# Proposition: 1.48: The Converse of the Pythagorean Theorem

### (Proposition 48 from Book 1 of Euclid's “Elements”)

If the square on one of the sides of a triangle is equal to the (sum of the) squares on the two remaining sides of the triangle then the angle contained by the two remaining sides of the triangle is a right angle. * For let the square on one of the sides, $BC$, of triangle $ABC$ be equal to the (sum of the) squares on the sides $BA$ and $AC$. * I say that angle $BAC$ is a right angle.

### Modern Formulation

If the square on one side ($$\overline{BC}$$) of a triangle ($$\triangle{ABC}$$) equals the sum of the squares on the remaining sides ($$\overline{BA}$$, $$\overline{AC}$$), then the angle ($$\angle{CAB}$$) opposite to that side is a right angle.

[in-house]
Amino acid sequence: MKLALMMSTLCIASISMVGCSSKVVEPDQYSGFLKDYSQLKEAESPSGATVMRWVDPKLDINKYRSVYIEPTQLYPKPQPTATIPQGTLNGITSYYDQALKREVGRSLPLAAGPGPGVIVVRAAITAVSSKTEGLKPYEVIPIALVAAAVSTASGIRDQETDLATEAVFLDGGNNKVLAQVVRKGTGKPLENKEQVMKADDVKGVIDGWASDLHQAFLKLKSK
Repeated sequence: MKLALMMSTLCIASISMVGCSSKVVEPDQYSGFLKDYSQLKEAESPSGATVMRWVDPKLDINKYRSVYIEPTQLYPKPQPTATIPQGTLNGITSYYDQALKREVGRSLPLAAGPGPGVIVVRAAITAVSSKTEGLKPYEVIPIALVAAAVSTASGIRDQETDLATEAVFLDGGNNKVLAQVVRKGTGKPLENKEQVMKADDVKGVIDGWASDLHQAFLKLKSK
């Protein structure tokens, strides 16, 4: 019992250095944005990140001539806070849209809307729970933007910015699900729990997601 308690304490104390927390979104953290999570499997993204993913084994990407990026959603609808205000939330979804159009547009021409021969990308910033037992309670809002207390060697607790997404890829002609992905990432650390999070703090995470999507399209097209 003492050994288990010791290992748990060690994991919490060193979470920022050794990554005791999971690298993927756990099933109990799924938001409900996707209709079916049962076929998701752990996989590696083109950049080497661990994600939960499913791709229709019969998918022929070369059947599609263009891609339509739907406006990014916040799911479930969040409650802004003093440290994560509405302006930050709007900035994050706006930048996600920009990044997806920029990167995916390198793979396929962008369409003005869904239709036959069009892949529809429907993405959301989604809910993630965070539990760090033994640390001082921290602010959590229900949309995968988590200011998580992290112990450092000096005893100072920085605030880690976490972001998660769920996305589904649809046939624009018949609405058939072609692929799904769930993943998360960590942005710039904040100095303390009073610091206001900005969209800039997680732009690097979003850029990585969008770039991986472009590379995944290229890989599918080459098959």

Proofs: 1

Proofs: 1
Sections: 2

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### References

#### Adapted from CC BY-SA 3.0 Sources:

1. Callahan, Daniel: "Euclid’s 'Elements' Redux" 2014